Preservation Week is observed annually, in the last week of April. This year it will be marked from April 24 to 28. It is a national campaign to help boost the awareness of collecting written material and artifacts and their preservation. Preservation week acquaints the general public with conservation expertise and information, connecting individuals, families, and communities to public collections. The Society of American Archivists, the Library of Congress, the American Library Association, the Institute of Museum and Library Services, and several other heritage organizations endorse and observe Preservation Week.
History of Preservation Week
The first instance of Preservation Week took place in 2010. It was organized by the American Library Association (ALA) the aim of which was to highlight the importance of preserving cultural heritage materials. The conservation of books and documents involves preserving materials such as paper and ink in an effort to maintain the information contained in them. Conservation includes techniques such as bookbinding, restoration, paper chemistry, and other material technologies that ensure the preservation of archives.
Around 750 B.C., the Old Testament prophets Isaiah and Jeremiah emphasized the importance of conserving documents to be used in the future. Years after that, in 1627, Gabriel Naudé published ”Advis pour dresser une bibliothèthe” which included a chapter discussing book preservation. An all-inclusive national survey was conducted in 2005 on the preservation needs of the U.S.’ written material and artifact collections. The study noted that American institutions hold more than 4.8 billion items. Libraries alone hold three billion, about 63% of the total. The rest is held by individuals, communities, and families. These collections constitute prints, reports, books, photographs and drawings, and objects such as maps, textiles, paintings, sculptures, decorative arts, and furniture. Sound recordings and moving images of performing arts, and oral history, also qualify as heritage items. Today, digital collections are growing in number as technology rapidly evolves.
If natural disasters have taught us any lessons, it is that resources including personal, family, and community collections are at risk of being lost forever if not preserved properly. Creating awareness is one way of encouraging conservation.
Preservation Week timeline
The Old Testament prophets Isaiah and Jeremiah emphasize the importance of preserving documents
In 1627, Gabriel Naudé publishes ”Advis pour dresser une bibliothèthe” which includes a chapter on book preservation.
The first comprehensive national survey of the preservation needs of the nation’s collections notes that institutions hold over 4.8 billion artifacts.
The American Library Association establishes Preservation Week.
Preservation Week FAQs
How do I keep my books dust-free?
You could also wrap your books in cloth for extra protection as you prepare to store them.
How do I preserve paintings?
Keep them out of direct sunlight, store them upright, and store them in a cool, dry place. Do not store your canvas prints on the floor and store large paintings and canvas prints in mirror boxes.
How can I preserve audio recordings?
Make at least two (or more) copies of your selected audio recordings. A copy can stay on your computer or laptop, and others saved on different media such as CDs, DVDs, hard drives, or even on a cloud on the Internet.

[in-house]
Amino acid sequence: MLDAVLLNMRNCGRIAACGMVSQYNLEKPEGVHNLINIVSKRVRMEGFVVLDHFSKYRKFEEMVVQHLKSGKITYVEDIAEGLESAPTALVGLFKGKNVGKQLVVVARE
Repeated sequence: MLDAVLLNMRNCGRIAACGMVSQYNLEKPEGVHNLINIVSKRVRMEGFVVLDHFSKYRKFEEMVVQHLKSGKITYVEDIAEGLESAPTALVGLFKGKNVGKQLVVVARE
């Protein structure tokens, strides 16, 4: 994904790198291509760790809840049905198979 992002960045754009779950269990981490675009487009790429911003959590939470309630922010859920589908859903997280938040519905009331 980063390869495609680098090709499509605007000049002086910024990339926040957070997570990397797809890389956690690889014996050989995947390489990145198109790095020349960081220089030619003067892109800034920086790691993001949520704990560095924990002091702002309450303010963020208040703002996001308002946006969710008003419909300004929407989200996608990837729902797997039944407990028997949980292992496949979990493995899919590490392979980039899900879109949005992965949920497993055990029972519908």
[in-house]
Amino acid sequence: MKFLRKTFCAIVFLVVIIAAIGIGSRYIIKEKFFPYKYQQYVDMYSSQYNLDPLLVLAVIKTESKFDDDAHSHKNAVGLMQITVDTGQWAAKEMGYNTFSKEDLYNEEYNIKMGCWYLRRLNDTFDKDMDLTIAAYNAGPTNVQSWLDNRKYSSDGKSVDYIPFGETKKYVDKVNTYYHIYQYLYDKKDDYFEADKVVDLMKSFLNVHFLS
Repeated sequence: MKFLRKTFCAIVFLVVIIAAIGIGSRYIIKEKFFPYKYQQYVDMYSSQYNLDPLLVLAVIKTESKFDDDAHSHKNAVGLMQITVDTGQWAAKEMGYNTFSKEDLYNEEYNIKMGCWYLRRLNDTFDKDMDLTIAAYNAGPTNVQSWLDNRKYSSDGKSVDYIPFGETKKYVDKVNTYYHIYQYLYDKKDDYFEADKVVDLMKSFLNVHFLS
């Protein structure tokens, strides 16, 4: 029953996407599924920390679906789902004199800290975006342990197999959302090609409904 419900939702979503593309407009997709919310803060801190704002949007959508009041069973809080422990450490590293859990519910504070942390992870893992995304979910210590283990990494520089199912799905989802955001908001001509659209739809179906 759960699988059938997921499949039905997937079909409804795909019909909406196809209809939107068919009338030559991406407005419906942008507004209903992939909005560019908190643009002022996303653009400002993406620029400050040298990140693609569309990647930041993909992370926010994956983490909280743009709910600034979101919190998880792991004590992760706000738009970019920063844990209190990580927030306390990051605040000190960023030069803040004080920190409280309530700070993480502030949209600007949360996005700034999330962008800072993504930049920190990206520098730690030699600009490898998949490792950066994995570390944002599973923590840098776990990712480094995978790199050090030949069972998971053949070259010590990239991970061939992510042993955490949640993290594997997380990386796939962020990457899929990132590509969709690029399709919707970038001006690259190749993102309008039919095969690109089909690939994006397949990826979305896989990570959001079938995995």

How to Observe Preservation Week
Visit a Library
The American Library Association urges libraries and other institutions to use the week to emphasize the need for preservation. It also wants the public to know what they can do to help in conserving private and public collections. Visit a library to, at least, appreciate the preserved collections there.
Invite a speaker to talk about a preservation
School or community leaders can use this opportunity to create awareness around preservation. Appreciation for such efforts will lead to better care of our collections.
Learn how book restorations are done
Find out where you can view conservation treatment. Also, search for online videos that show the techniques used in preservation.
5 Amazing Facts About Preservation Week
There are over 4.8 billion artifacts
They include thousands of archives, scientific research collections, and archaeological repositories kept by historical societies, libraries, and museums.
A lot of collections are being destroyed
More than 50% of collecting institutions have had their archives and historical artifacts damaged by light.
Collections are destroyed by improper storage
Over 65% of collecting institutions report damage to their document and artifact collections due to inadequate storage practices.
Most institutions do neglect their collections
About 80% of collecting institutions have no paid staff assigned the responsibility of preservation.
Light places collections at risk
The sun’s rays and light from artificial sources cause archived items to fade and disintegrate.
Why Preservation Week is Important
We preserve our history
History is important because it reminds us of important milestones in the past. At the most basic level, it gives us pride in civic culture and promotes an appreciation of local and national heritage.
We learn to conserve our collections
On this day, conventions and similar events are set up to aid and encourage us to properly care for our collections. We will learn to protect our cultural remnants by minimizing their deterioration and preventing the loss of important information.
Preservation helps us process our nostalgia
Going through our old collections elicits positive feelings. Looking back at old photographs, for example, shows us how far we’ve come and gives us hope for the future.
Preservation Week dates